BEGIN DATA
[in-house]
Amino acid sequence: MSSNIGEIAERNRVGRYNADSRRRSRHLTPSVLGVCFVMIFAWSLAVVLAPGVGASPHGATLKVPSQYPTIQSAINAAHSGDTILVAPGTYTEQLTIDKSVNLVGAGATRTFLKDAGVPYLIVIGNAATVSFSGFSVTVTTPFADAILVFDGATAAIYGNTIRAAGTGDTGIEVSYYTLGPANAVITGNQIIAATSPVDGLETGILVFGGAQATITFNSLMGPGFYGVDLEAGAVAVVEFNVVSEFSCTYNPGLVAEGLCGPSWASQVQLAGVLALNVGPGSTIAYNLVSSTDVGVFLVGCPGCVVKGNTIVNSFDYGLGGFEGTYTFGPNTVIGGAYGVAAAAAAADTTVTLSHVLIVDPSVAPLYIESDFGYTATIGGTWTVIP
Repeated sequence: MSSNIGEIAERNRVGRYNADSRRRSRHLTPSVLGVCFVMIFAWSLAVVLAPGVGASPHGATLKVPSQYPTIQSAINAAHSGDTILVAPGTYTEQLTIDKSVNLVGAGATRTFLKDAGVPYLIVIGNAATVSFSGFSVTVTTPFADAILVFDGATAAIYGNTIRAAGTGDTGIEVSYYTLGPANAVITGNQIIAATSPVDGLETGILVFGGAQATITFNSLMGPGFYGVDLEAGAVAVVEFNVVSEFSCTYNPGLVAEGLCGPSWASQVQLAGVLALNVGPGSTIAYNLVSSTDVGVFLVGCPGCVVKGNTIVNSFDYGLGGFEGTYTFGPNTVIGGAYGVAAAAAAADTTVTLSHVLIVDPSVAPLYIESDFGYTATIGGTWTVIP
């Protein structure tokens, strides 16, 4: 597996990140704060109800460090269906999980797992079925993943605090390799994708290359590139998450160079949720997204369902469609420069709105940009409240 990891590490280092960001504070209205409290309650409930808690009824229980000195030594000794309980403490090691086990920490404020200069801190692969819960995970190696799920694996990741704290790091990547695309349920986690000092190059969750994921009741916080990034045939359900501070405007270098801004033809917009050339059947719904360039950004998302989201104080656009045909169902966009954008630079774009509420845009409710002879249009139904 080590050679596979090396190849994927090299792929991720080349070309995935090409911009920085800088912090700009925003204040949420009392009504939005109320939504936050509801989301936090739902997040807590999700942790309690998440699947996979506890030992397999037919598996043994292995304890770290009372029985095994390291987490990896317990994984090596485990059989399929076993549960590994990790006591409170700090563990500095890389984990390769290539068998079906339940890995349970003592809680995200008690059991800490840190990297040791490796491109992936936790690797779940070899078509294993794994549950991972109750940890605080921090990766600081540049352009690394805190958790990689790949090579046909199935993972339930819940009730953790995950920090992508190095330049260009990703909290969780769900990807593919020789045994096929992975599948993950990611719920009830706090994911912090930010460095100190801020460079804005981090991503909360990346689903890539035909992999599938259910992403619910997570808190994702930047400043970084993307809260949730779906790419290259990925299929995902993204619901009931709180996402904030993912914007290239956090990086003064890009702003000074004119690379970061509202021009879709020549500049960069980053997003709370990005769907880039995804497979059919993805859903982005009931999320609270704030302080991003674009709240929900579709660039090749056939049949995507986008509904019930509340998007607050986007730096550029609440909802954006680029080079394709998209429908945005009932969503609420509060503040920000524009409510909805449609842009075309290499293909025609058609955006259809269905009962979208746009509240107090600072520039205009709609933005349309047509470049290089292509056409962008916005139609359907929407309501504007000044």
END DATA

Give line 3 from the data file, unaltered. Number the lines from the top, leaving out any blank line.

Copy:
Repeated sequence: MSSNIGEIAERNRVGRYNADSRRRSRHLTPSVLGVCFVMIFAWSLAVVLAPGVGASPHGATLKVPSQYPTIQSAINAAHSGDTILVAPGTYTEQLTIDKSVNLVGAGATRTFLKDAGVPYLIVIGNAATVSFSGFSVTVTTPFADAILVFDGATAAIYGNTIRAAGTGDTGIEVSYYTLGPANAVITGNQIIAATSPVDGLETGILVFGGAQATITFNSLMGPGFYGVDLEAGAVAVVEFNVVSEFSCTYNPGLVAEGLCGPSWASQVQLAGVLALNVGPGSTIAYNLVSSTDVGVFLVGCPGCVVKGNTIVNSFDYGLGGFEGTYTFGPNTVIGGAYGVAAAAAAADTTVTLSHVLIVDPSVAPLYIESDFGYTATIGGTWTVIP